It is finally June 2021. For those in the UK this means that we are getting closer to the important June 21st date where the government aim to remove all domestic Covid-19 restrictions. On the first of June it was reported that we have had the first day since the start of the pandemic without any Covid deaths.
It is not yet 100% certain that the restrictions will be lifted this month, there could still be delays, but this is the ambition and it is likely that even if this deadline is missed then it will not be pushed back much further. We are nearing the end of a very dark tunnel.
The problem for HR executives across the nation is, what happens now?
When we entered the first lockdown every office-based professional worker went home and stayed there. We have all become very familiar with tools like Slack, Zoom, and Teams in the past year. These tools have done an amazing job and many people have reported increased productivity and a better work/life balance as a combination of not commuting and having more control over their working hours.
Forbes recently reported that 83% of employees at a leading Fortune Global 500 consulting and processing services company now want a permanent hybrid working model where they can work from home whenever it is convenient. This could be as simple as meaning that any day without meetings can be scheduled at home. People are asking employers to maintain the flexibility.
It might take some time to get everyone commuting again anyway. As of May 5th, 2021, office occupancy over in New York was at just 16.3% and people working there can already go to their office if they want to. CEOs are sitting in empty offices asking their team to actually visit the office again.
Some major companies have embraced the flexible ‘work from anywhere’ approach. Salesforce has announced a permanent flexible working strategy and this is a company with the tallest office building in San Francisco. Likewise, Spotify and Twitter have all made similar announcements.
Many of these companies do look like high-growth tech companies and I think that this can be read in different ways. Innovative high-growth companies are usually early adopters of social change, so perhaps what we are seeing now from California is what will be expected from most HR departments in a couple of years. The ‘new normal.’
But it is not just the tech bros embracing a flexible approach to work location. When the FT approached twenty companies in the UK earlier this year and asked about their long-term plans almost all said that they were in the process of designing flexible location policies. This includes banks – from the traditional to new as Lloyds, NatWest, and Revolut all reported a desire to build a more flexible future. PwC, Aon, Virgin Media, Centrica, and The Very Group (Littlewoods) all repeated the same ambition, so this is now clearly a major change across most industries and not just a trend within tech.
Supporters of the office claim that the serendipity of water cooler conversations are helpful for ideas and innovation, but even this claim is not supported by researchers at Insead who found that most office workers actually feel quite lonely and only ever build superficial relationships with their colleagues.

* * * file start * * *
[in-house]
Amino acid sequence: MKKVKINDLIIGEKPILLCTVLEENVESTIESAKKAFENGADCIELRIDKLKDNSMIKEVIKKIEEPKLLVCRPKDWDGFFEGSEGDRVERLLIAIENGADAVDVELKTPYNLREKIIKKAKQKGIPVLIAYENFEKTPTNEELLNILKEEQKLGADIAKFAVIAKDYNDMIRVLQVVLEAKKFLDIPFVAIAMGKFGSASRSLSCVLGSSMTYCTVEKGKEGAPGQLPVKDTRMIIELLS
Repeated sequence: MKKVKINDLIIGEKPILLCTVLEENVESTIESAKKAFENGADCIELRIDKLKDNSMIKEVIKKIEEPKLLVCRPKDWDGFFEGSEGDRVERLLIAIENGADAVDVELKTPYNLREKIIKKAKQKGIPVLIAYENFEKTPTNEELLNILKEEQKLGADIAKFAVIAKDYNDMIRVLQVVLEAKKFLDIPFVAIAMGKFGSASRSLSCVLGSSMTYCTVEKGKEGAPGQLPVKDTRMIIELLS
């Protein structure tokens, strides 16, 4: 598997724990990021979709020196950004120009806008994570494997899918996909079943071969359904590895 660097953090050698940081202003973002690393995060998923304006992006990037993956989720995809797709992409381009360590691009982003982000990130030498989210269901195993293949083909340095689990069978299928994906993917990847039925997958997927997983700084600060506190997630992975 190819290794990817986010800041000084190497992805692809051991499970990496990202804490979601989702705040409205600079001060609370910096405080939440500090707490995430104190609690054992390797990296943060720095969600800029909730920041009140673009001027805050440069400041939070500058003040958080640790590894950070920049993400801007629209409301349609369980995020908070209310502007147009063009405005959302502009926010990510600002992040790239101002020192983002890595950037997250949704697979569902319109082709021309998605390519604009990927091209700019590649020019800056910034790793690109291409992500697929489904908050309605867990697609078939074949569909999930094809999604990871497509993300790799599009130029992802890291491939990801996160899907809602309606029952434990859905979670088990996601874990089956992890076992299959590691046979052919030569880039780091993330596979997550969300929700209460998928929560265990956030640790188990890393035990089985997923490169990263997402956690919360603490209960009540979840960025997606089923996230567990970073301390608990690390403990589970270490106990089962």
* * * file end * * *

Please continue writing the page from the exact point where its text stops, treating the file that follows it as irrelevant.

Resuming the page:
The truth is that the culture of your organisation plays a big role in how your people feel at work – whether they are in the office or at home. You can create a much stronger work culture with closely bonded remote team members or an unproductive office culture with transient team members. It is not where people work, it is how you design the tasks and culture that matters far more.
But right now, HR managers will be planning a transition. I would like to suggest a few simple points to think about:
- Do not rush: decide your own deadlines within the government guidelines. There is no rush. Your team is probably performing a great job right now so do not create any cliff-edge where they need to suddenly change. Even when it is possible to change, some in your team may be wary of public transport or crowded commuter journeys. Some may even have moved away from the city.
- Involve your people: some people love working from home and some hate it. Ask everyone what they would like to do in future and involve everyone in the decision-making process about how your work anywhere polices will evolve.
- Consider new ideas: some companies may want to look at new ideas instead of just managing this as a binary question of home or office. What about buying some WeWork or IWG membership cards that allow people to use city centre offices as and when needed? Also, does work from anywhere literally mean anywhere? What if some of your employees suggest spending 6 months in a different country, but still working the same hours? Are you ready to truly embrace work from anywhere?
One thing that all HR professionals need to remember is that the crisis was last year. We are now in recovery. In 2021 we have an opportunity to rebuild work. There are many variables and options, but it is an exciting professional opportunity to truly embrace the work/life balance that has eluded so many for so long.
Emma Crowe is Executive Director for Human Capital, EMEA at TTEC and is responsible for delivering Human Capital and Talent Acquisition strategies across the region. Emma holds an EMBA from Cardiff Metropolitan University and is passionate about developing high-performing teams and creating a culture where people can thrive. Emma brings a wealth of global experience, holding senior positions in organisations in both the CX and professional services industries including DXC Technology and Conduit Global and is a board member on the Welsh Contact Centre Forum.